Have you ever groped around in your toolbox for what feels like days, pulling out Phillips after Phillips when all you need is one decent flat-head screwdriver? Do you find yourself putting screws deep in sockets that you can't see, not sure whether you're actually turning the screw or just stripping it so it will be useless forever?
Thanks to this exclusive Instructables offer and for the low low price of upping the view count, you can create the best set of screwdrivers you'll ever own. Not only will you be able to tell at a glance what kind and even size of screwdriver you're grabbing, you'll also be able to track a screw's movement even when you can't see the screw.
Set of screwdrivers
Saw (You can use any kind. I used my folding jab saw)
2 screws: one Phillips, one slot (to match the types of screwdrivers)
Drill bit (to make dimples)
Step 1: Line Things Up
I wanted the markings on the end to line up with the way the screwdriver tip actually faces, so I had to find a way to hold the screwdriver straight while clamping it in. The easiest way to make sure it is in line is to clamp your screw in so that the line you'll cut is parallel with the slot in the vice. I used my woodworking table for this because it was nice that the screw could bite into the wood a little and hold fast. You can also just put pieces of wood in a vice and secure the screw between them.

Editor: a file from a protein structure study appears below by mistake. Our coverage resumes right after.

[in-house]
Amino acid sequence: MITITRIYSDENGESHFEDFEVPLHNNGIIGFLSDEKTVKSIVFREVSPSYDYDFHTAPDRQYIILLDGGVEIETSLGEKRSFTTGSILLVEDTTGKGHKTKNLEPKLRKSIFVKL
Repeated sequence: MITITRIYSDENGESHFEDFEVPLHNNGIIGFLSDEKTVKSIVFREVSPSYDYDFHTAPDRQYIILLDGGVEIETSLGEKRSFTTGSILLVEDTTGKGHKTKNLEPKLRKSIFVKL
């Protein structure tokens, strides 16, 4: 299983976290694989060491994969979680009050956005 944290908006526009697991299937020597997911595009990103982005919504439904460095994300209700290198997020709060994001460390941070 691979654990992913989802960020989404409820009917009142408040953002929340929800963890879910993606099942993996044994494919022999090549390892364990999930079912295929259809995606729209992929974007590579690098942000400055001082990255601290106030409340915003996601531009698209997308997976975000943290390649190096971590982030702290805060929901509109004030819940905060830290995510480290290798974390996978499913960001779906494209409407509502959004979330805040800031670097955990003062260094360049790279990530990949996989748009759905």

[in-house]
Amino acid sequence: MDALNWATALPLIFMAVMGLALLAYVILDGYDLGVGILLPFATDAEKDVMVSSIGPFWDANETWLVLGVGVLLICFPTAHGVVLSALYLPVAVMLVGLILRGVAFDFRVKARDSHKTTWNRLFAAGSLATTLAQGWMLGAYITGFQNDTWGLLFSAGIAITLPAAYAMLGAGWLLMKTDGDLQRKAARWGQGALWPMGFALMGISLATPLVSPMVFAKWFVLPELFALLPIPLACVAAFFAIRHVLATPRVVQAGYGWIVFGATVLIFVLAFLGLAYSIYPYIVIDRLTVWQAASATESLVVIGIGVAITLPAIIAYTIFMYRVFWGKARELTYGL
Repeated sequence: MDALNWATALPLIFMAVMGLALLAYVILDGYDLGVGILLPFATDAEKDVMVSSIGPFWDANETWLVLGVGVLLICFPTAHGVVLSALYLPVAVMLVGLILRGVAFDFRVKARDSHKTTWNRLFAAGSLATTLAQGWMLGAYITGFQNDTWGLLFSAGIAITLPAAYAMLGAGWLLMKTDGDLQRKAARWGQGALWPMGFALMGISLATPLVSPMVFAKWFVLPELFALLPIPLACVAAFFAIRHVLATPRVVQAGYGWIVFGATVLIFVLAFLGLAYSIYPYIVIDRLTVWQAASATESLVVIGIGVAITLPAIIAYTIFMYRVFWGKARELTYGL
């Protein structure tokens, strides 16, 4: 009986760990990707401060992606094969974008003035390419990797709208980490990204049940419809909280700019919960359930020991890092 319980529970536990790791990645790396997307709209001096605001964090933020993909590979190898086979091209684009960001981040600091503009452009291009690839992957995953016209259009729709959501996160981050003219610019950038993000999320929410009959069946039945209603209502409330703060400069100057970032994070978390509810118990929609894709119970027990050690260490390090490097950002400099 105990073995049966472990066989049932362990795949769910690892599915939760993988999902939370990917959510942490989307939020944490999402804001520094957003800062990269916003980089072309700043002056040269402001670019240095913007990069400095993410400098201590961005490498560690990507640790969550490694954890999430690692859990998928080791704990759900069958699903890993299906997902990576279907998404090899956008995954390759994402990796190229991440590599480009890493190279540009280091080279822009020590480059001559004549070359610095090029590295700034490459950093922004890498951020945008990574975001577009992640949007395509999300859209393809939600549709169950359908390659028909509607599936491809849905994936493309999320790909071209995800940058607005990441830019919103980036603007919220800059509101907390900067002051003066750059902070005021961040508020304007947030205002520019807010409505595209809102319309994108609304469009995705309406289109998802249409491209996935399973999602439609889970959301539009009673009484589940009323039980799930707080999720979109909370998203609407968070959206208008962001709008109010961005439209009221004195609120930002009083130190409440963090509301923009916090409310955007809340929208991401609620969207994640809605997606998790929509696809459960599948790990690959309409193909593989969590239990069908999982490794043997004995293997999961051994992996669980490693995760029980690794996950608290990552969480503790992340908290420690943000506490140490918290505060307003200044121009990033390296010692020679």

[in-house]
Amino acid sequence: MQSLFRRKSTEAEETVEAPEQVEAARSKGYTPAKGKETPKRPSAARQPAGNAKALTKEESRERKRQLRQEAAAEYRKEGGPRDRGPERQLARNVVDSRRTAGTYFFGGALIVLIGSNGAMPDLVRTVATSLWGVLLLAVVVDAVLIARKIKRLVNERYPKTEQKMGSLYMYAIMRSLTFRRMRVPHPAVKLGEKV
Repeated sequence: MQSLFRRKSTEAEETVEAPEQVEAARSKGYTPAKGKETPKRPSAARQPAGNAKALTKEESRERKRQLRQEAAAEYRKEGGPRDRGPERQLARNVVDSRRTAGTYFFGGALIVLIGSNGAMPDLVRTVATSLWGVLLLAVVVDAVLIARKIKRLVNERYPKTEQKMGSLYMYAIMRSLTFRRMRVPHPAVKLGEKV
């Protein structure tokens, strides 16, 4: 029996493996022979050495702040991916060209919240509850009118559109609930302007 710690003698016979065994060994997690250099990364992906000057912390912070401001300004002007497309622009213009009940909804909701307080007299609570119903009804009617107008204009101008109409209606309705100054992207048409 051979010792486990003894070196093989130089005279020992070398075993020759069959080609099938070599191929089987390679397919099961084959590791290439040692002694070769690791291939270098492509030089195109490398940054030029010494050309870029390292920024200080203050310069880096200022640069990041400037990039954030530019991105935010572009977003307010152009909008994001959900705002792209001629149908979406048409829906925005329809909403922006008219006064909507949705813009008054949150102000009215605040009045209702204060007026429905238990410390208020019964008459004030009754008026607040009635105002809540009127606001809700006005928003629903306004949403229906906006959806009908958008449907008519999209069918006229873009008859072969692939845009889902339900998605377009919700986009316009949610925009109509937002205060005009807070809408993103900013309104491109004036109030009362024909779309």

Once you've got the screw clamped in it's easy to slide the screwdriver down into the screw and know that the tip is lined up with the vice.
Step 2: Cut Your Markings
Once the screwdriver is held in place, use a saw to cut a line across the top of the handle to match the screwdriver tip. For Phillips, after you cut the first line just cut another line perpendicular across the top. No need to turn and re-clamp unless you're worried about missing somehow.
These cuts need to be clear, but not so deep that you can't get the tip of your sharpie to the bottom of the cut to make it more visible.
If you'd like, you can also mark sizes on the ends. I wanted to be able to grab a specific size of Phillips at a glance, so I put one dimple in the #1 and two dimples in the #2. Do whatever makes sense to you.
Step 3: Sharpie Them In
This is the easiest step, especially if you love coloring books or at some point completed the first grade. Color in the lines and fill in the dimples.
Step 4: Deposit in Tool Box
And you're done! Spending just a few minutes doing this will save you lots of time and frustration later. Fishing around for a flat head is for chumps. Don't be a chump. Make your own upgraded screwdrivers today!
Participated in the